Friday, February 11, 2011

Alfredo, and who on earth was he?

If you ask for Pasta Alfredo in a restaurant in Italy all you get from your waiter is a stare. Why is one of the most famous “Italian sauces” for pasta unknown in its country of origin? The answer is simple: because in Italy Pasta Alfredo doesn’t exist.
Yes, Italians make a dish of pasta, fettuccine dressed with nothing else than good aged parmigiano cheese and a lot of butter, but is such a simple preparation that Italians don’t even consider it as a “recipe”.

Waverly Root in his famous book “The Food of Italy” (New York, 1971) wrote: “FETTUCCINE AL BURRO is associated in every tourist’s mind with Rome, possibly because the original Alfredo succeeded in making its serving a spectacle reminiscent of grand opera. It is the same ribbon shaped egg pasta tat is called tagliatelle in Bologna; but the al burro preparation is very Roman indeed in its rich simplicity. Nothing is added to the pasta except grated cheese and butter - lots of butter. The recipe calls for doppio burro, double butter, which gives it a golden color.”

Who was Alfredo then? Alfredo di Lelio, this was his full name, was an inspired cook who proposed this new exciting dish in the restaurant he opened in Rome in 1914. It was a high gourmet preparation in the Roman tradition of simplicity. Apparently he created his Fettuccine all’Alfredo when his wife lost her appetite during her pregnancy. To bring back her appetite he prepared for her a nutritious dish of egg fettuccine with parmigiano cheese and butter. That probably gave him the idea for his “triple butter” fettuccine.

He was an extravagant character who used to personally serve his paper-thin fettuccine with golden forks, apparently donated to him by Mary Pickford and Douglas Fairbanks, the famous silent movie stars. In the fifties and sixties, Hollywood discovered Rome. Paparazzi photographers took photos of actors such as Tyrone Power, Ava Gardner, Richard Burton, Liz Taylor, or Sophia Loren in front of a plate of Fettuccine all’Alfredo, making his restaurant famous all around the world. The restaurant is now run buy his grandson, and the golden forks are still used to serve this dish for special occasions.

Samuel Chamberlain, journalist and food writer, met Alfredo in the late 50s and wrote in his book “Italian Bouquet – An Epicurean Tour of Italy” (New York, 1958): “Finally there is the great Alfredo, showman par excellence, who draws an endless file of amazed and hungry tourists to watch his calisthenics over a dish of hot noodles. The King of Noodles has come out of retirement, and now wields his golden fork and spoon at ALFREDO ALL’AUGUSTEO, at number 31 on the Piazza Augusto Imperatore. His Maestosissime Fettuccine all’Alfredo are most majestic, without a doubt. […] You have to visit this place at least once, we suppose, just to say you have seen this elderly, melodramatic good-hearted clown in action.”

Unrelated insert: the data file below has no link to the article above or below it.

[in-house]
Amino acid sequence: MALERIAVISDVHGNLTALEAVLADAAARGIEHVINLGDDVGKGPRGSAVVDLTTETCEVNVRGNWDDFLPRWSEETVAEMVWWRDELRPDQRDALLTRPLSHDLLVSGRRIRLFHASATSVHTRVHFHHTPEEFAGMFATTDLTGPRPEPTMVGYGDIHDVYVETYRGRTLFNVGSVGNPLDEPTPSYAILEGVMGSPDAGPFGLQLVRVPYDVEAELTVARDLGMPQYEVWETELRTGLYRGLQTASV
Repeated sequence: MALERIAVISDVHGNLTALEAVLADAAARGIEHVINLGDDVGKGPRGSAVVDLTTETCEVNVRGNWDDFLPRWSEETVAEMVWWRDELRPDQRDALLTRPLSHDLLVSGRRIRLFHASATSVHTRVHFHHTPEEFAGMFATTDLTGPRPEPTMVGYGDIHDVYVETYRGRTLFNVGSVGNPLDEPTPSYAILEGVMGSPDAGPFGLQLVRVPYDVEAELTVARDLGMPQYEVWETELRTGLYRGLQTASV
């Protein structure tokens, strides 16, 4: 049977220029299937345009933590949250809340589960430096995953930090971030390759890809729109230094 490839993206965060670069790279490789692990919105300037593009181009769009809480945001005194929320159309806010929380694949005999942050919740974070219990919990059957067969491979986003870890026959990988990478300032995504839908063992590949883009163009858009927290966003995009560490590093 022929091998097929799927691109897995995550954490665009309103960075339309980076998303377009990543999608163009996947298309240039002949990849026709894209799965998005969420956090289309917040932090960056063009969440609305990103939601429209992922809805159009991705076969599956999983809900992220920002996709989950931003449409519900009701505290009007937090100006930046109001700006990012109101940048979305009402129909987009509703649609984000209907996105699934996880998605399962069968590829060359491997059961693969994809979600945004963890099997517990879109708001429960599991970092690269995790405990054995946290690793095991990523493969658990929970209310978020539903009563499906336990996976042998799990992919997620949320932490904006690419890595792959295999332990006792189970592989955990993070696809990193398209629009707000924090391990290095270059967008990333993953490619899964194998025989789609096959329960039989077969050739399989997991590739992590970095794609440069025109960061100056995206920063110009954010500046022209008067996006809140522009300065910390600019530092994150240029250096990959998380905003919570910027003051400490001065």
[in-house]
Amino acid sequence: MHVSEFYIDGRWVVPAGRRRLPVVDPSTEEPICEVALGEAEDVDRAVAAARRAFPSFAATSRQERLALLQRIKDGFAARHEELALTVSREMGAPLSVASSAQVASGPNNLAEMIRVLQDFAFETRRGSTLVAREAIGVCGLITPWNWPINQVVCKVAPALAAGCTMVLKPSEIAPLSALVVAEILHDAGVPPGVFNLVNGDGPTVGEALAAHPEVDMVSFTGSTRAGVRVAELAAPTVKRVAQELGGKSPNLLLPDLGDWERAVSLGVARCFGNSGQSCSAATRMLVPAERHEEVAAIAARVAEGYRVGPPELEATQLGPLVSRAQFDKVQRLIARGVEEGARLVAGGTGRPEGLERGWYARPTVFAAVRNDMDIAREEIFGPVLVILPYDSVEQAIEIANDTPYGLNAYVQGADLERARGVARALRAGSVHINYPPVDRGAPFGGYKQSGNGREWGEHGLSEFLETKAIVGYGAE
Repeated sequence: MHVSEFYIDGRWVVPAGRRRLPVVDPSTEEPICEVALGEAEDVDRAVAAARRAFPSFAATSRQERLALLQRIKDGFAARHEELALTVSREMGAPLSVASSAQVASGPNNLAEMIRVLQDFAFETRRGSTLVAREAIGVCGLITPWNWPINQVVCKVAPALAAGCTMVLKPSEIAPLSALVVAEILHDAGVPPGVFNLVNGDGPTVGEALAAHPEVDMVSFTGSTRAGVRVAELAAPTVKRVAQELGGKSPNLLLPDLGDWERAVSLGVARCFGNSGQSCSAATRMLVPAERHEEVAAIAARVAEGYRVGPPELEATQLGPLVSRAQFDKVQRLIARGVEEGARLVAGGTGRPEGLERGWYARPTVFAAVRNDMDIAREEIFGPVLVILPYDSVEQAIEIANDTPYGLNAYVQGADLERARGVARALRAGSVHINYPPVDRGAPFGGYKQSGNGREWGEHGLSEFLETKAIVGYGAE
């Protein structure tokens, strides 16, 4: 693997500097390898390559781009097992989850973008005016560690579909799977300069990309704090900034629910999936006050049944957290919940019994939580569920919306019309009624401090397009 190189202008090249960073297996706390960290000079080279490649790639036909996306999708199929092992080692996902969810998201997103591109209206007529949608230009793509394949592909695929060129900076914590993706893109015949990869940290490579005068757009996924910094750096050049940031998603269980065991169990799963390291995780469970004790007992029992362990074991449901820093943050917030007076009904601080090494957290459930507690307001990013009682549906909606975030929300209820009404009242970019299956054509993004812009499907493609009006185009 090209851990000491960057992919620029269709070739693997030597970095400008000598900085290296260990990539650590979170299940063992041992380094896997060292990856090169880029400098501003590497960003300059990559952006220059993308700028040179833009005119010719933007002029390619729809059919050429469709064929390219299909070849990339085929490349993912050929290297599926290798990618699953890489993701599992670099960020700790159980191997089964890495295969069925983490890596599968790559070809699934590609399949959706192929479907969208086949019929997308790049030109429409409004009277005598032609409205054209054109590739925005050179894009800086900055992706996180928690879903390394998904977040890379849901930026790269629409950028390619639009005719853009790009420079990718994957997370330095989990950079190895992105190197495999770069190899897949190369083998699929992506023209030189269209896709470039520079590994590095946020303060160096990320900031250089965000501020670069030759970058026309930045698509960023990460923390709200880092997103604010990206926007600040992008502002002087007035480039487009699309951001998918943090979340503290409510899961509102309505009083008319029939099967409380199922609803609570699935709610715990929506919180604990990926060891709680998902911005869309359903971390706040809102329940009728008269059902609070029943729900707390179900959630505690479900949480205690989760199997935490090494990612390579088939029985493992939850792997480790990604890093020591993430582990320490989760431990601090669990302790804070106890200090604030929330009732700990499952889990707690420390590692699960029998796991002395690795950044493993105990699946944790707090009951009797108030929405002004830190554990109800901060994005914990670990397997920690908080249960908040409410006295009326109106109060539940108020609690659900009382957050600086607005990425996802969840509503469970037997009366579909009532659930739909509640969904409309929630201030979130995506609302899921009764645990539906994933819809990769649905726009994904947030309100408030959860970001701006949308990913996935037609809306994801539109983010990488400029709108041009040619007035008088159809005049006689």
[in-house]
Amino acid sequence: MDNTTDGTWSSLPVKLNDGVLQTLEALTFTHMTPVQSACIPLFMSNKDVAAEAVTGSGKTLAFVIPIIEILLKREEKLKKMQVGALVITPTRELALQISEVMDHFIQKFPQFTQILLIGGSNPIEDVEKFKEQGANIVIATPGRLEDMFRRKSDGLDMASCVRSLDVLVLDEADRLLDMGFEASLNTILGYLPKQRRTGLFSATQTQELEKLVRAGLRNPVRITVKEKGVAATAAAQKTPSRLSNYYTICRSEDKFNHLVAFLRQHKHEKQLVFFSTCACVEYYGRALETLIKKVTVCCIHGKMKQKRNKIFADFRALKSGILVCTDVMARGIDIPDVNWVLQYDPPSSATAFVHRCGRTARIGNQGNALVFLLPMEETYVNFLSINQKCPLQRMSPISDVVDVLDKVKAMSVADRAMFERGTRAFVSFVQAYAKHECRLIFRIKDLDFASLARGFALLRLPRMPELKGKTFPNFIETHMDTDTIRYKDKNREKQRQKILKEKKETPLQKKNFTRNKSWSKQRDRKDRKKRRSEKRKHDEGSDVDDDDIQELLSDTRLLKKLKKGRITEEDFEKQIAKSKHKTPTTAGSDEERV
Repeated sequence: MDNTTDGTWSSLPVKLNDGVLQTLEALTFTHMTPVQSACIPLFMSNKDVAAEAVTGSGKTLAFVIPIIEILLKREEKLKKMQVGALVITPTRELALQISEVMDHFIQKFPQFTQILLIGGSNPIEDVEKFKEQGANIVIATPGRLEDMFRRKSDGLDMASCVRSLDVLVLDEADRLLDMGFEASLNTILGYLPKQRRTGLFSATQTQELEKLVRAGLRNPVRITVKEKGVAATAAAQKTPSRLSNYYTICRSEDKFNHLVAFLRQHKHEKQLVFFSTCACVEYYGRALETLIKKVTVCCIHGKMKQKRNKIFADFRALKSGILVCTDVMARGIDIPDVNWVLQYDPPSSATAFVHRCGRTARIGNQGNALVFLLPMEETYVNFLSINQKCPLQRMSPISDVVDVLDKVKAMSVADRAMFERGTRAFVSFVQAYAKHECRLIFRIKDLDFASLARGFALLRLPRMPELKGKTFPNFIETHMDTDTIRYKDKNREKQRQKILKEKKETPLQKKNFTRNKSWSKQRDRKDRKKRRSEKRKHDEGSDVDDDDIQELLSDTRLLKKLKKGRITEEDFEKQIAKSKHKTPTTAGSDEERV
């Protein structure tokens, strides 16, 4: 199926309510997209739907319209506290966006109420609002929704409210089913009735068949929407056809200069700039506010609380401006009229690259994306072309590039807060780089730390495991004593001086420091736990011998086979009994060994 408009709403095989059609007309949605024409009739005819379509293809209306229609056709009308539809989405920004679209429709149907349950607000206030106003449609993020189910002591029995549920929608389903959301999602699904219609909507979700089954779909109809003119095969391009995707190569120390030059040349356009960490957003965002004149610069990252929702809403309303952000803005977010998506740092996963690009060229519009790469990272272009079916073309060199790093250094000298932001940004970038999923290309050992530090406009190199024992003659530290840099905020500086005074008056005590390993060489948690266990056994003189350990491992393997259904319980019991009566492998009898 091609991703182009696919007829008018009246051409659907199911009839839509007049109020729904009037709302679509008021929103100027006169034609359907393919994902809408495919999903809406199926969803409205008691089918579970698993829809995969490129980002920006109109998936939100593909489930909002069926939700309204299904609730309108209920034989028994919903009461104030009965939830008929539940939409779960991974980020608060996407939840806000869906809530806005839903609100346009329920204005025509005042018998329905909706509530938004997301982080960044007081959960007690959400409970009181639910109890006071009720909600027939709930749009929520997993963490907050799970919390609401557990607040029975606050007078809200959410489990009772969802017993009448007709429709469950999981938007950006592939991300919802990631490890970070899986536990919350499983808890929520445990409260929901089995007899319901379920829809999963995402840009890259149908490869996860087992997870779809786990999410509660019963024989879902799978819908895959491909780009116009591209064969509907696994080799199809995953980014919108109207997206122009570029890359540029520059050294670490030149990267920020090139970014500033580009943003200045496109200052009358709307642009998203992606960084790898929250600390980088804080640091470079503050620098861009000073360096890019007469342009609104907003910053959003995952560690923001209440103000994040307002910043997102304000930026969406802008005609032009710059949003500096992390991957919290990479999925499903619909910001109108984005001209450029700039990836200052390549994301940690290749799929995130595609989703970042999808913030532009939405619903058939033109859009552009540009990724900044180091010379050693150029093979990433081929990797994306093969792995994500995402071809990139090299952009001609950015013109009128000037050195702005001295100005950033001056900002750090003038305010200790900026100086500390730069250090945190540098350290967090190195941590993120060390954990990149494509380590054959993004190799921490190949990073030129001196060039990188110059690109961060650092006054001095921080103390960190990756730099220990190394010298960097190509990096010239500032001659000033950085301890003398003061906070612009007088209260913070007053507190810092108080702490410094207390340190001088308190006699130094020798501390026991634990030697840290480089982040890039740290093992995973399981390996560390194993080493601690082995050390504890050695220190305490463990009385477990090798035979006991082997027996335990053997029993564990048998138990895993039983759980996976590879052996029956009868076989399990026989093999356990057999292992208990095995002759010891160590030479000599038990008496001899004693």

Pasta all'Alfredo 
see also

Prepare fresh fettuccine using my recipe on this page or substitute with one box Italian dry egg noodles (about 1/2 lb, or 225 gr).

1/2 lb (225 gr) butter, at room temperature
1/2 lb (225 gr) parmigiano reggiano cheese, freshly grated

Place half of the butter in a serving bowl, large enough to contain the pasta. Keep the bowl warm. 

Cook the fettuccine in abundant salted water. When the pasta is perfectly al dente, (firm but not too soft or overcooked), reserve a few tablespoons  of the cooking water.

Drain without shaking the colander too much, so that the pasta doesn’t become too dry. Drop the hot pasta in the bowl over the butter.

Add the rest of the butter and toss quickly to melt it.
Add the parmigiano reggiano cheese, and a small quantity of the reserved cooking water if the pasta appears too dry. Toss vigorously, and serve immediately, accompanied by a small bowl with more grated parmigiano reggiano cheese, for the guests to add if they like.

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